I agree with those who wrote to you last week that the Scottish Qualification for Headship has proved to be challenging and transformational to many of the teachers who have successfully completed the programme. I believe that the programme is of very high quality and should continue to be offered.
However, it has always been the case that it is the achievement of the Standard for Headship that marks the readiness of teachers to be school leaders, and not the SQH programme. So in my input to the Scottish Educational Leadership Management and Administration Society conference on September 10, I suggested that for a number of reasons it was an appropriate time to consider the development of alternative routes for teachers to show that they have achieved the Standard.
Clearly SQH has made a positive impact on the development of many teachers, but this is not true of everyone. Many local authorities struggle to attract enough applications of suitably experienced teachers, and it is clear that the SQH programme is not regarded as motivating by all of those who have the potential to lead in our schools.
The success rate across authorities and cohorts is uneven, and in one authority there has not been a single successful candidate. Among those who have succeeded, there are different levels of preparedness for the role of headteacher. This can be seen in the success or otherwise of SQH graduates who apply for headteachers' posts. Put simply, we do not have enough teachers who can provide evidence that they have reached the Standard to lead our schools in the years ahead.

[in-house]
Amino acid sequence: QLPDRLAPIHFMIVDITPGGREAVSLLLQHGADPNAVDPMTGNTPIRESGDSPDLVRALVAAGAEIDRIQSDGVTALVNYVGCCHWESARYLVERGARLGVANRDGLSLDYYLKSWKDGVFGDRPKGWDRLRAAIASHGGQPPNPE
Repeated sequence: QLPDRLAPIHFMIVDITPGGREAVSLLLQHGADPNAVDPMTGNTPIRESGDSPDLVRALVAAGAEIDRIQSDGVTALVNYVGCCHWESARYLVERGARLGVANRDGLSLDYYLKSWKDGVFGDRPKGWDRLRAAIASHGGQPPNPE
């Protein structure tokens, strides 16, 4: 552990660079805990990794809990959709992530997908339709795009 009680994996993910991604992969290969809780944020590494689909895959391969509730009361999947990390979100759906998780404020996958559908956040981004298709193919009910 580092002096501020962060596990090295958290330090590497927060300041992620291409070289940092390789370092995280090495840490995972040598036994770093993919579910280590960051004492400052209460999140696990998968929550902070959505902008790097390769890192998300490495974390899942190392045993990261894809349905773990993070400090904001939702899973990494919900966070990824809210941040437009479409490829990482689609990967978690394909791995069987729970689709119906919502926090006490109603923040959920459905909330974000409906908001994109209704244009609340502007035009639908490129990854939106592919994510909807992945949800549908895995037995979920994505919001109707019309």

The writers correctly identify some of the elements that are present in SQH as excellent - "critical self-evaluation, development of a personal learning plan, situational analysis and the wide range of learning experiences". But they are present in a number of high- quality learning opportunities.
The point I made at the SELMAS conference was that, as we move towards greater choice and flexibility in the curricula we offer to our students, it is reasonable to consider also issues of choice and flexibility for teachers who are interested in the leadership route.
The implementation of our national CPD framework and the publication of excellent documents such as CPD for Educational Leaders mean that we are able to develop exciting and innovative programmes of CPD for leaders at all levels in our schools.
I believe the time is right to look at this issue with fresh eyes, to retain what is best about our current provision and to bring forward creative and innovative responses to improve our leadership development.
Margaret Alcorn National CPD Co-ordinator Rosebery House Haymarket Terrace, Edinburgh